Latest DCI Stories

2011-04-18 07:15:00

HUTCHINSON, Kan., April 18, 2011 /PRNewswire/ -- DCI, a developer of core banking software and technologies for community banks, is expanding the company's research and development department as part of a long-term initiative to expand the breadth of the company's iCore360® core banking software and other banking technologies. Promoted to lead the department is Daren Fankhauser, vice president of research and development, who also maintains his role as chief architect...

2010-02-24 07:30:00

SANTA MONICA, Calif., Feb. 24 /PRNewswire/ -- Japan's animated hit series Deltora Quest, is coming to Cartoon Network in Australia and New Zealand, the number one channel in Asia Pacific for kids, it was announced today by DCI Los Angeles (DCI-LA), the U.S.-based production division of Dentsu Inc., and Turner Entertainment Networks Asia, owner of Cartoon Network. Based on the international top-selling fantasy-adventure book series of the same name, the 52 half-hour episodes of Deltora...

2008-08-08 00:00:36

iCore provides de novo with technology to offer full services from day one For DCI Media Contacts David Jones, 678-781-7238 or Elizabeth Salter, 678-781-7224 or DCI Mark Harris, 620-694-6771 Logo: http://www.datacenterinc.com DCI, a provider of full-service bank technology and processing solutions to the financial industry, announced today that Colorado Springs, Colo.-based de novo Central Bank & Trust has selected iCore(R), DCI's processing and bank management...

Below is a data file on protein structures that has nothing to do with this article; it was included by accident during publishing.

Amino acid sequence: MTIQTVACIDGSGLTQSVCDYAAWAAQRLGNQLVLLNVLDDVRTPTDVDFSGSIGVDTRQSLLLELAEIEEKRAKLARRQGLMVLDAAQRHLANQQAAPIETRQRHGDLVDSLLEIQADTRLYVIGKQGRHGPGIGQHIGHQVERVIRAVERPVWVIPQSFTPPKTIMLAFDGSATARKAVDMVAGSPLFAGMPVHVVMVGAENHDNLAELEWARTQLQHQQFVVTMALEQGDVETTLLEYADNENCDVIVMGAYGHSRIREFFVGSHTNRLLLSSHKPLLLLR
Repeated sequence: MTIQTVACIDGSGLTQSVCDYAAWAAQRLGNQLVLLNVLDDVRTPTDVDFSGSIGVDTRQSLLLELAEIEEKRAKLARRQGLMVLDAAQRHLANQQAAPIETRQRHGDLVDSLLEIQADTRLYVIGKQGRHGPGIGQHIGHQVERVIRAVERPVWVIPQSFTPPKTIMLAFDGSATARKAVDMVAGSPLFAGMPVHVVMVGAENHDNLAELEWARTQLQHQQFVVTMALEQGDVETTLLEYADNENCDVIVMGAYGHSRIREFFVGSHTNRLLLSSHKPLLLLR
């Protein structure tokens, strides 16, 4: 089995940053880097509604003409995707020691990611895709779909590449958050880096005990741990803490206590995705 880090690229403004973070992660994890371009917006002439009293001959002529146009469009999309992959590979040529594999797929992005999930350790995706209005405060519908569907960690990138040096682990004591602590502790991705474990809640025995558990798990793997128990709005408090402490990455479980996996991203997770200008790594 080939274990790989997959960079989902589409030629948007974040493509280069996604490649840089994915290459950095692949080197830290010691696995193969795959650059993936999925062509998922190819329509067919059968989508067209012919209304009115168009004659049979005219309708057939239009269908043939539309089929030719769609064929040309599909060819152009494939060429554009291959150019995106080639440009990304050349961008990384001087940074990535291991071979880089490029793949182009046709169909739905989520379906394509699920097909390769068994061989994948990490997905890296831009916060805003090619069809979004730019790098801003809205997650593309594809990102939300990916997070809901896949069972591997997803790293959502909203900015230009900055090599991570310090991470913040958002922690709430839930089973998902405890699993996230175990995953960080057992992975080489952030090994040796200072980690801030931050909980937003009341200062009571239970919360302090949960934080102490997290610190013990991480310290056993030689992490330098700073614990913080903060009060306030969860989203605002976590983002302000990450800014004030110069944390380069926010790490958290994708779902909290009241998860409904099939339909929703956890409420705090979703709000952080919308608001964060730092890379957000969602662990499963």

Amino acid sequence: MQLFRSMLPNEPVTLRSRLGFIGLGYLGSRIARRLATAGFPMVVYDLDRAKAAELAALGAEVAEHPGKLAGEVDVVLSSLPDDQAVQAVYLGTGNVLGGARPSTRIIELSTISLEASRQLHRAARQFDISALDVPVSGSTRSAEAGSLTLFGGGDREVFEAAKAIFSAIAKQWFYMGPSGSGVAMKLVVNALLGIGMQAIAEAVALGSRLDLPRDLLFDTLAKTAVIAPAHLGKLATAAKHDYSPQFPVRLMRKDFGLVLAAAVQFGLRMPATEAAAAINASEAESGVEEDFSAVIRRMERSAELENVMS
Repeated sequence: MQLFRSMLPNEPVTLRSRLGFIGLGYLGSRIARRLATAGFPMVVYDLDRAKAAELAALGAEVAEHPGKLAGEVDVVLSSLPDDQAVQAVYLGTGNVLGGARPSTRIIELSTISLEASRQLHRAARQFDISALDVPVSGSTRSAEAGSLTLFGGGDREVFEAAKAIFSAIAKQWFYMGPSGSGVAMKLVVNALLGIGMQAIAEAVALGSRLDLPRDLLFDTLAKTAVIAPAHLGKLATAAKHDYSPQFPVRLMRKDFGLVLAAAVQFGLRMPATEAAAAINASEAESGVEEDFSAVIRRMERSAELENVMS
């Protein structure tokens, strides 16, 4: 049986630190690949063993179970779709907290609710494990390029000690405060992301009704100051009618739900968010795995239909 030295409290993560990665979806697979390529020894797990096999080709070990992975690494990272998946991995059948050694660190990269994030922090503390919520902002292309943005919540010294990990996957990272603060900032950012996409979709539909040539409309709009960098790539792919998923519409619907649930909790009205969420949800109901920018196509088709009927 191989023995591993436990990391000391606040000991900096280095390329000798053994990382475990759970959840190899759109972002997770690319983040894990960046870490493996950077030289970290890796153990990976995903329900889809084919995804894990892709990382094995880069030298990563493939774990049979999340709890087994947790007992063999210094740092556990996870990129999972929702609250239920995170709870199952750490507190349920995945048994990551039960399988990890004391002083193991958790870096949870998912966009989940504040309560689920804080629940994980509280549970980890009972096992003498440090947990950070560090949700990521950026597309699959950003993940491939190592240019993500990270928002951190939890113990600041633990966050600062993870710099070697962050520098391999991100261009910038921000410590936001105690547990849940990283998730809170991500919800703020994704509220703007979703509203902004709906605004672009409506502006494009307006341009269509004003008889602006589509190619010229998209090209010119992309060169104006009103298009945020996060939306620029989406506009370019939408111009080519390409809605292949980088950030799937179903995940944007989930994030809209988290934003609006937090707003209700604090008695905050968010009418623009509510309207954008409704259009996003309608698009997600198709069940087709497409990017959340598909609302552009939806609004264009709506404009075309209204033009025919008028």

Word of the Day
  • A murmuring sound; a rushing or whistling sound, like that of the wind; a deep sigh.
  • A gentle breeze; a waft; a breath.
  • Any rumor that engages general attention.
  • A cant or whining mode of speaking, especially in preaching or praying; the chant or recitative characteristic of the old Presbyterians in Scotland.
  • To make a rushing, whistling, or sighing sound; emit a hollow murmur; murmur or sigh like the wind.
  • To breathe in or as in sleep.
  • To utter in a whining or monotonous tone.
According to the OED, from the 16th century, this word is 'almost exclusively Scots and northern dialect until adopted in general literary use in the 19th.'